Rescuing DVD-RAM Recordings from Obsolescence

I bought my first video camera more than 30 years ago. I went for Hi8, a higher resolution version of Video8, as opposed to VHS or VHS-C which was also popular at the time. Since then I have switched device and formats several times. There was always the worry that I would lose access to my recordings as devices able to read the old media become obsolete or die or the recording media themselves fail from old age. Losing irreplaceable videos of our kids when they were little is something I really didn’t want to experience. Here is a short summary of how I have been dealing with these challenges.

Hi8 (PAL) – early 1990s
I bough my first camcorder when I still lived in Germany so naturally it used the PAL standard (625 scan lines, 50 Hz). I did a lot of analog video editing using an S-VHS VCR, which could interface to the camcorder using S-Video cables. Even after I moved to Japan which uses the NTSC standard (525 scan lines, 60 Hz) I kept recording in PAL. A Samsung multi-standard recorder allowed me to record from the camcorder to NTSC VHS tapes. I also bought a multi-standard analog TV that could display PAL, SECAM and NTSC. However, for many years I just collected the Hi8 PAL master tapes in a cardboard box.
Along came Digital8, a successor to Hi8 that as the name indicates used digital recording but was backwards compatible with Hi8 and could play the old tapes. So eventually, as Hi8 camcorders were already becoming obsolete, I bought a second hand one off eBay when I was visiting Germany. It had an IEEE 1394 (Fireware) connector that made it possible to copy digital video to a computer equipped with that interface. I experimented with PCs with plug-in IEEE 1394 cards, but ultimately it was a Mac mini that allowed me to copy the old Hi8 PAL tapes to a hard disc using the German Digital8 camcorder, a Firewire cable and iMovie which was bundled with macOS. The output files were “.dv” files. Some tapes were difficult to load and took many tries before the camcorder would even play them, but I was largely successful.

Hi8 (NTSC) – late 1990s
When my kids started going to kindergarten I finally switched to a Japanese camcorder, still a Hi8 model but for the NTSC standard (US/Japan). Like with the PAL camcorder I saved all the tapes in a box. The Samsung multi-standard VCR developed issues and we bought a new S-VHS VCR equipped with a DVD drive. It supported DVD-R, DVD-RW and DVD-RAM, the latter with caddies (cartridges). It also supported S-Video. It was relatively easy to use the S-Video interface to copy from the Hi8 (NTSC) camcorder to double sided DVD-RAM media. About 2 hours of video would become one 4.2 GB file on DVD-RAM. I chose DVD RAM because it supposedly was more robust than DVD-RW (especially with the protective case), but as Blu-ray came along DVD-RAM became less and less common, with many DVD multi drives not supporting it any more. In 2008 and 2010 I made a stack of 6 double sided DVD RAM media that held video from 21 Hi8 NTSC tapes, but when the DVD section of the VCR died, I no longer had anywhere to play them.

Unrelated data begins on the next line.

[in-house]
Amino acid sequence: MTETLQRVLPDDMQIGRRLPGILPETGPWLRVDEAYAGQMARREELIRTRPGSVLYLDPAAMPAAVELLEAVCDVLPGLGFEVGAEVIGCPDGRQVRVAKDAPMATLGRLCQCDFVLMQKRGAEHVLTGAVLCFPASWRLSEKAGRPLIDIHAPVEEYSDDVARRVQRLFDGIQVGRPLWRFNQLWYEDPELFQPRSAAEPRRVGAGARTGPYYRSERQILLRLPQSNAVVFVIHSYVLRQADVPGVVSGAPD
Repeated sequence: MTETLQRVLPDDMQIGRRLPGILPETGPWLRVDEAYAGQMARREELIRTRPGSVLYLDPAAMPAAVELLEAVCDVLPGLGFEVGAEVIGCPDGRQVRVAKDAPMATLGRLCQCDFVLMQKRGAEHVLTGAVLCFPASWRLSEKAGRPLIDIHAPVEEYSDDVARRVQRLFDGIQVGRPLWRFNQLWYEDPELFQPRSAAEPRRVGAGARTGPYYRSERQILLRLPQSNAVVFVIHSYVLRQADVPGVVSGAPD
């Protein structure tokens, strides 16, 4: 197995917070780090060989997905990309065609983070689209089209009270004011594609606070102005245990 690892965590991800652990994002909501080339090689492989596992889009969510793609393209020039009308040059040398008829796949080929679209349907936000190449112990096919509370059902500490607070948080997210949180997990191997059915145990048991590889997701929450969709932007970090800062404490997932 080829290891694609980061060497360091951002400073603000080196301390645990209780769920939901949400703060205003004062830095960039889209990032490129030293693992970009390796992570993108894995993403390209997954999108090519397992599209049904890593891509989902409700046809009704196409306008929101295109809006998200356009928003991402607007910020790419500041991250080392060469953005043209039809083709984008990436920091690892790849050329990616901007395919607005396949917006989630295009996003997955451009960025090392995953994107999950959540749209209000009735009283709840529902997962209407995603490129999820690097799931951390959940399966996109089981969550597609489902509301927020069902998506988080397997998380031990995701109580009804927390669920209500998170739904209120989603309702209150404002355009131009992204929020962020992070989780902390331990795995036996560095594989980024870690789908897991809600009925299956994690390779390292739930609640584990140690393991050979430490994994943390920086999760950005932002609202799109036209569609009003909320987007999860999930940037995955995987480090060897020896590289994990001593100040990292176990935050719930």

This year I finally bought a USB 3.1 DVD drive that also supports DVD-RAM, though without support for caddies. I went for the BUFFALO DVSM-PTV8U3-BK/N (2180 yen, about US$21). It worked very well once I removed the DVD-RAM disks from their protective caddy. I hooked it up to a Windows 10 machine, plugging the two USB cables into different USB ports (USB 2.0 for power, USB 3.1 for data). I copied the entire folder structure on each side of the media to a separate new folder on the server hard disk. The actual video information on a DVD RAM disk is in a file called VR_MOVIE.VRO which is found inside a folder called DVD_RTAV. The open source VLC player will play this .vro file, as well as the .dv file captured on the Mac mini from the Hi8 recorder.

MPEG (NTSC) hard disc recorder – 2000s
After the various Hi8 recorders I moved from tape to a hard disk based camcorder, a Toshiba Gigashot GSC-R30. This used a Toshiba-made 1.8″ notebook hard disk. It also had a USB 2.0 interface and could be connected to any PC. The MPEG files would play on any MPEG player with support for its audio codec, including VLC. Therefore backing up and preserving these videos was pretty painless.

Smartphones – 2010s and beyond
The Toshiba GSC-R30 was the last camcorder I ever bought. Occasionally I still shot video on my Nikon D3300 DSLR camera, but mostly I moved on to mobile phones which may not have had an optical zoom or as much recording capacity, but they were always in your pocket and so easy to use and the quality improved with each generation.

Don’t lose your media!
If you value the images and videos you recorded over the years, make sure to migrate them to recording media that you can access for years to come and keep doing that. Also make sure you have backups. Tapes, DVDs, hard disks and SSDs will all become unreadable at some point. Don’t keep irreplaceable files on one laptop and hope that it will work forever because it won’t. At the very least, buy a USB drive and make a backup copy. Even better, buy another USB drive, make another backup copy and give it to someone else in your family. It’s better to have your valuable data saved in more than one place.
I am a great fan of the VideoLAN VLC media player. You can throw just about any video or audio format at it and it will be able to play it. I highly recommend it! 🙂